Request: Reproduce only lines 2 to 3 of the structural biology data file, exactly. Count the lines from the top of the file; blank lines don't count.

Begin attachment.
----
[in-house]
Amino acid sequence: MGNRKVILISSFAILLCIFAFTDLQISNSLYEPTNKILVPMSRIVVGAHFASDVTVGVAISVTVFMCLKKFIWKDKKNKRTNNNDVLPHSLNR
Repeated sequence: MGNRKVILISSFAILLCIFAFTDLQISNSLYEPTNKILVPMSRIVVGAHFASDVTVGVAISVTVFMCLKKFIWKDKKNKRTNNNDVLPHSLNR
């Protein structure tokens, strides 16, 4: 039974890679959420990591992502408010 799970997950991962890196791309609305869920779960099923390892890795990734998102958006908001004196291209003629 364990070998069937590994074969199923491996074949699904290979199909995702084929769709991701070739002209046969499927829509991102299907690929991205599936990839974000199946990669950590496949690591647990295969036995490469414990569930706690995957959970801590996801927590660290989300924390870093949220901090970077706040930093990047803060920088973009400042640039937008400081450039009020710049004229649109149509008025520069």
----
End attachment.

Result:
Amino acid sequence: MGNRKVILISSFAILLCIFAFTDLQISNSLYEPTNKILVPMSRIVVGAHFASDVTVGVAISVTVFMCLKKFIWKDKKNKRTNNNDVLPHSLNR
Repeated sequence: MGNRKVILISSFAILLCIFAFTDLQISNSLYEPTNKILVPMSRIVVGAHFASDVTVGVAISVTVFMCLKKFIWKDKKNKRTNNNDVLPHSLNR